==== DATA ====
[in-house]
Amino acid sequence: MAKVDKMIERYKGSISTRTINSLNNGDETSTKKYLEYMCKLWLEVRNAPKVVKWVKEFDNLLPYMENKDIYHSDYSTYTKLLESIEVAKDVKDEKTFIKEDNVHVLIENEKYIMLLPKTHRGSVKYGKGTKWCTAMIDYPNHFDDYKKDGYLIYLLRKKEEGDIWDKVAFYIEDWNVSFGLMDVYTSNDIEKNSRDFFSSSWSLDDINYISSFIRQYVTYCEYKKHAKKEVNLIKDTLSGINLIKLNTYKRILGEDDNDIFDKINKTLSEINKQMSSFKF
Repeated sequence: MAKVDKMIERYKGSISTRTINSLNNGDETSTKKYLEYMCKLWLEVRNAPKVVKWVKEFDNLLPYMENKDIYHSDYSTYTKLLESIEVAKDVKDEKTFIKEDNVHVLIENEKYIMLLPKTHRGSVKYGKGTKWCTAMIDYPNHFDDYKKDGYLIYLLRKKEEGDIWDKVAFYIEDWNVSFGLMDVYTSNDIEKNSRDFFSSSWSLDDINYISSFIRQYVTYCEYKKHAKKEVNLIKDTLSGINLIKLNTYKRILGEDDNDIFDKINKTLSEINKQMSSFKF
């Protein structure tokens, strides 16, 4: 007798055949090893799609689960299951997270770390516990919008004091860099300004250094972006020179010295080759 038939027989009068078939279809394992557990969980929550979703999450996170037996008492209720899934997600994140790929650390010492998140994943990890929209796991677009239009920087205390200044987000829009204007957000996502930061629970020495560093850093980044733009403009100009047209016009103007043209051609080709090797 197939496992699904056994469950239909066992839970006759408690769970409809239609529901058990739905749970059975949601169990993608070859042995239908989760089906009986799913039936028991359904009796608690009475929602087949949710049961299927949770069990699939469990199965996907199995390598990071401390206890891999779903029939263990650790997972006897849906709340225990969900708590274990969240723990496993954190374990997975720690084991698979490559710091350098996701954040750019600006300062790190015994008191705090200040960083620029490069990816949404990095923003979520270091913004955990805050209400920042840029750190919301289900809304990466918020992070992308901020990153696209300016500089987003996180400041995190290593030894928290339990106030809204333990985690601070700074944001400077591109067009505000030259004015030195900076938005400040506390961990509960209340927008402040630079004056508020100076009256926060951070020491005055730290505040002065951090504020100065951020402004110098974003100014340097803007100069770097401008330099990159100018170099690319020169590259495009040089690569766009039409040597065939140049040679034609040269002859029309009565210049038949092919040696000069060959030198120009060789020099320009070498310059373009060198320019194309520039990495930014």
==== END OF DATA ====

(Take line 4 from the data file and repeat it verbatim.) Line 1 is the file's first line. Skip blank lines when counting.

């Protein structure tokens, strides 16, 4: 007798055949090893799609689960299951997270770390516990919008004091860099300004250094972006020179010295080759 038939027989009068078939279809394992557990969980929550979703999450996170037996008492209720899934997600994140790929650390010492998140994943990890929209796991677009239009920087205390200044987000829009204007957000996502930061629970020495560093850093980044733009403009100009047209016009103007043209051609080709090797 197939496992699904056994469950239909066992839970006759408690769970409809239609529901058990739905749970059975949601169990993608070859042995239908989760089906009986799913039936028991359904009796608690009475929602087949949710049961299927949770069990699939469990199965996907199995390598990071401390206890891999779903029939263990650790997972006897849906709340225990969900708590274990969240723990496993954190374990997975720690084991698979490559710091350098996701954040750019600006300062790190015994008191705090200040960083620029490069990816949404990095923003979520270091913004955990805050209400920042840029750190919301289900809304990466918020992070992308901020990153696209300016500089987003996180400041995190290593030894928290339990106030809204333990985690601070700074944001400077591109067009505000030259004015030195900076938005400040506390961990509960209340927008402040630079004056508020100076009256926060951070020491005055730290505040002065951090504020100065951020402004110098974003100014340097803007100069770097401008330099990159100018170099690319020169590259495009040089690569766009039409040597065939140049040679034609040269002859029309009565210049038949092919040696000069060959030198120009060789020099320009070498310059373009060198320019194309520039990495930014």